Another important thing of note: Tibetan Buddhism uses the idea of karma, which, among other things, plays a large role in the death experience, and controls what happens to a person when they die. If you are a good person, who chose wisely, acted kindly, and chose the path of love and light, then you would ascend to a higher level when you died. If, however, you lived as a cruel, ignorant or violent person, you could get caught in a karmic circle of pain and suffering, and be forced to reincarnate over and over again, until you evolve spiritually and become a better person. By choosing not to face his shadow self, and instead running from him in fear, Cooper was choosing the lower path; the path of fear and ignorance. Thus, instead of finding his way safely through the Black Lodge, he was trapped in a loop, unable to escape.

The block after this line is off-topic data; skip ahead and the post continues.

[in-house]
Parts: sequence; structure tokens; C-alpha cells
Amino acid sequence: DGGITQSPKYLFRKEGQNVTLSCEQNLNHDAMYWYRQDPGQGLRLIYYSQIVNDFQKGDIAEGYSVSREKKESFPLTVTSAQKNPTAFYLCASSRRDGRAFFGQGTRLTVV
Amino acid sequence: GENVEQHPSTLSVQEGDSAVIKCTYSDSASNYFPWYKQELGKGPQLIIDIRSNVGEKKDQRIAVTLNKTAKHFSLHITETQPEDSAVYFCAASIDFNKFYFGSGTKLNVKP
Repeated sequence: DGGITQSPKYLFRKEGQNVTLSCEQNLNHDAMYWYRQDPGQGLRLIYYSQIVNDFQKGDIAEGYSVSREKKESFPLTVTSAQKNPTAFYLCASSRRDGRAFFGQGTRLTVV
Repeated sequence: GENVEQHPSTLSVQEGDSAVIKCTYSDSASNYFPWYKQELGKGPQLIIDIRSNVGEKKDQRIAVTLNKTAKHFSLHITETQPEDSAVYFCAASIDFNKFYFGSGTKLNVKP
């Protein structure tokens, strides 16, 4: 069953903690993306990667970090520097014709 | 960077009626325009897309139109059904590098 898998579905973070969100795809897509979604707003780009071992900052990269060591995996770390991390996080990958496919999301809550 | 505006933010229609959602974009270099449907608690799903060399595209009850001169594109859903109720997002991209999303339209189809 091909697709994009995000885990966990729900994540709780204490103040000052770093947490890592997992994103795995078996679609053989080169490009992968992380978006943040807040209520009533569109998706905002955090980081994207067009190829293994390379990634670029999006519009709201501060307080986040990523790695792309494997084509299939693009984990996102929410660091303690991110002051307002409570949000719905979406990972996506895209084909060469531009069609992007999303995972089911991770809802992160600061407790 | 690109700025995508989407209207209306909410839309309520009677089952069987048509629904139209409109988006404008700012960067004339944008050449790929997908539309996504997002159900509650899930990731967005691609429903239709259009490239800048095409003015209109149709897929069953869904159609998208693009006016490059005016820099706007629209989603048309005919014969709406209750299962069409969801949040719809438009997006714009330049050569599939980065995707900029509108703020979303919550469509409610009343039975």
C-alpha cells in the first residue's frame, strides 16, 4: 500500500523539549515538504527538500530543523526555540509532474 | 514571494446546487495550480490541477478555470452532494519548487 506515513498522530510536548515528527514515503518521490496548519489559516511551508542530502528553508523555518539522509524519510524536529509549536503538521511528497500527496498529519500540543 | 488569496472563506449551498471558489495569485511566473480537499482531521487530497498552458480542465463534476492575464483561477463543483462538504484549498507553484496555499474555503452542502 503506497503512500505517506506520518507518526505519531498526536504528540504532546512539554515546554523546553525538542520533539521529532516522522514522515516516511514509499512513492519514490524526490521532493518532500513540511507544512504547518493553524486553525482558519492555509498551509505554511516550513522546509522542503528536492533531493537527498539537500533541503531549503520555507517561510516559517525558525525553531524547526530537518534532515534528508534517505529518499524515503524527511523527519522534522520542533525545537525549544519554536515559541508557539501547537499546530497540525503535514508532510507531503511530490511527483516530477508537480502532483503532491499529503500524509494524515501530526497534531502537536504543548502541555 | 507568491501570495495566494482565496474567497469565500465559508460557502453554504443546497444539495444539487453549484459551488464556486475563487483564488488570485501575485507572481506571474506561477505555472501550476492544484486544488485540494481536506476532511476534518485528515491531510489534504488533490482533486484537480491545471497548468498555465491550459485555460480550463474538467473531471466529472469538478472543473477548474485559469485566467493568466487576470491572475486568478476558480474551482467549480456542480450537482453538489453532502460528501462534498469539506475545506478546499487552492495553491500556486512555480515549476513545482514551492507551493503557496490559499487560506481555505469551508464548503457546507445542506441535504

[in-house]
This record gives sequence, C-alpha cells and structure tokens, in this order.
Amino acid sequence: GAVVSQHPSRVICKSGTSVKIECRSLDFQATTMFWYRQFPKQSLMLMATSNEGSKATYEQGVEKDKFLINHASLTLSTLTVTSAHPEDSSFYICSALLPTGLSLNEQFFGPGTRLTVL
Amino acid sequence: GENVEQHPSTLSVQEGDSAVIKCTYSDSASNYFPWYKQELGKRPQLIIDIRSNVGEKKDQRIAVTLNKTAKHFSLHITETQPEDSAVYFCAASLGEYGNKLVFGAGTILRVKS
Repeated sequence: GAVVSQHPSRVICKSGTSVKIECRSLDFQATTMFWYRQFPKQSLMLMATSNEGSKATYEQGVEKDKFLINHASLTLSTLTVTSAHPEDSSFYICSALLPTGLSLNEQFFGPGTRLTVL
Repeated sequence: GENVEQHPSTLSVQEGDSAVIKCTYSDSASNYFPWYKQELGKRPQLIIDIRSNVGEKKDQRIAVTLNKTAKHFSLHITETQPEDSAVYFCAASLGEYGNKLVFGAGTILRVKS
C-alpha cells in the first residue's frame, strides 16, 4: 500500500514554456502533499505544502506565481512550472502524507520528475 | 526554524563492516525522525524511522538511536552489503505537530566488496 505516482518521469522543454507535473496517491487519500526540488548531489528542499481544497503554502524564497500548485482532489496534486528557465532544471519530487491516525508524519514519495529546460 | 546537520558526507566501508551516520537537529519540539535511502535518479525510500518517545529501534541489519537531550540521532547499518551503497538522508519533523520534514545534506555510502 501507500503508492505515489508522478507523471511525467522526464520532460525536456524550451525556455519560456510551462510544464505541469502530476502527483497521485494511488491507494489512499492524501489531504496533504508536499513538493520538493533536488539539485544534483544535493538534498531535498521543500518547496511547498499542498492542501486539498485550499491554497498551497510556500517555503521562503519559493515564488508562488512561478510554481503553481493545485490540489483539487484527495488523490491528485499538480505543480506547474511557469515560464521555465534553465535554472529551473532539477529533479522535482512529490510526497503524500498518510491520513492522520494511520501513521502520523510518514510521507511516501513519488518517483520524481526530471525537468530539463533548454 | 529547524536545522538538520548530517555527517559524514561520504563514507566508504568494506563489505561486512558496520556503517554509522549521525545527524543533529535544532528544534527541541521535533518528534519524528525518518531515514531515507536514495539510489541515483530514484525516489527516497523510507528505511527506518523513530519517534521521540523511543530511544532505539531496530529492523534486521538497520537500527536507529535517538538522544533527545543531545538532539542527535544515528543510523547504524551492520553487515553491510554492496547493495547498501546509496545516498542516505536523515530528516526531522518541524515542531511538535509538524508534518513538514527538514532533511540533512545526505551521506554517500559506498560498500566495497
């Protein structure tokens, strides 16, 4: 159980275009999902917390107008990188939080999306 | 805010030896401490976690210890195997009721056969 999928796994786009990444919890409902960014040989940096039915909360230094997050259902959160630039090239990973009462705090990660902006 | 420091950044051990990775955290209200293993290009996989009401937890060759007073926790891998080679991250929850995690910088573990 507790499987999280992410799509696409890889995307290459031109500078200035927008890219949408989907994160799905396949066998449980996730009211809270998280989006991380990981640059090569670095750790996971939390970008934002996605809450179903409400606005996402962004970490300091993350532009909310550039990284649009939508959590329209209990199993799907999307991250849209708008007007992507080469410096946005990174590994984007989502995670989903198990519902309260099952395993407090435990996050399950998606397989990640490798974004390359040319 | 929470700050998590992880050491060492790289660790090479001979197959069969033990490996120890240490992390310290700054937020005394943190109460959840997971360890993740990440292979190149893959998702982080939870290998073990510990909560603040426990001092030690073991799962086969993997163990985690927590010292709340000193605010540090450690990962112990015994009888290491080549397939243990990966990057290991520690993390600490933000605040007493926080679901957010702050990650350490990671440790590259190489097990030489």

In summary: The Black Lodge denizens participate in an ancient ritual; a cycle of blood sacrifices. As part of the ritual, they created a special ring (the Owl Ring) to mark their chosen sacrifices. These sacrifices result in the production of Garmonbozia (pain and suffering), which the Dugpas feed upon. The various ring and circle symbols scattered throughout Twin Peaks reinforce the significance of this object to the central storyline. By taking Cooper’s ring, the Giant was not only giving him a sign that he’d finally found the killer, but was also giving him a visually key with which he could decipher the rest of the mystery. Too bad he didn’t get the chance before the series was cancelled. But with Showtime’s revival of Twin Peaks in 2016, there is a chance the Giant’s clue may not go entirely unnoticed.